After decades without legal cover, farmer Mohamed Morabet looks forward to selling his hashish this summer on the open market now that Morocco plans to legalise cannabis for medical use.
The government of the world’s top hashish- producing nation last month ratified a draft bill to legalise its medical use, and parliament is expected to debate the legislation this week.
“We will finally come out of clandestinity,” said Morabet as he tended to his freshly sown fields of “kif” — literally “pleasure” in Arabic and the term used for cannabis in Morocco.
“We used to live in fear,” added the 60-year-old farmer whose fields lie in the fabled northern Ketama region at the foot of the marginalised and underdeveloped mountainous region of Rif.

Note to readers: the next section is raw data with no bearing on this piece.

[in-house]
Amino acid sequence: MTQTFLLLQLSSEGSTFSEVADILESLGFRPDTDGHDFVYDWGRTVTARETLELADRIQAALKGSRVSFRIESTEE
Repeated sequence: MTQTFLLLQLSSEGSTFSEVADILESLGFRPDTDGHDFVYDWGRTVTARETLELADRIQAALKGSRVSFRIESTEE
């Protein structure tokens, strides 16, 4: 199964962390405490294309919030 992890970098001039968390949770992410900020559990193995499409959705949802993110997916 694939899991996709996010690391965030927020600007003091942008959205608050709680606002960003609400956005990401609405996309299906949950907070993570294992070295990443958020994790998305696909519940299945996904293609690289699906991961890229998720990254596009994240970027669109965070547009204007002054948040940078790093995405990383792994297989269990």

According to a report released last year by the United Nations Office on Drugs and Crime (UNODC), Morocco is the world’s biggest producer of cannabis resin, or hashish.
Cannabis output in the North African country was estimated to total more than 700 tonnes in a study last year by the Global Initiative against Transnational Organised Crime.
That same year more than 217 tonnes of cannabis were seized by authorities, according to official figures.
It was banned in Morocco in 1954 but has been tolerated as its cultivation provides a livelihood for 80,000 to 120,000 families, according to unofficial estimates.
Now the kingdom hopes that cultivating cannabis for medical use will become a lucrative business and place Morocco on the global market.
– Reaping profits –
According to Morocco’s interior ministry, the market worldwide is growing at an annual rate of 30 percent, and by 60 percent a year in Europe.
Farmers, who only made a small profit while traffickers for decades reaped the benefits from the sale of cannabis, are also hopeful for a more profitable future.
But some, like Morabet, have voiced reservations.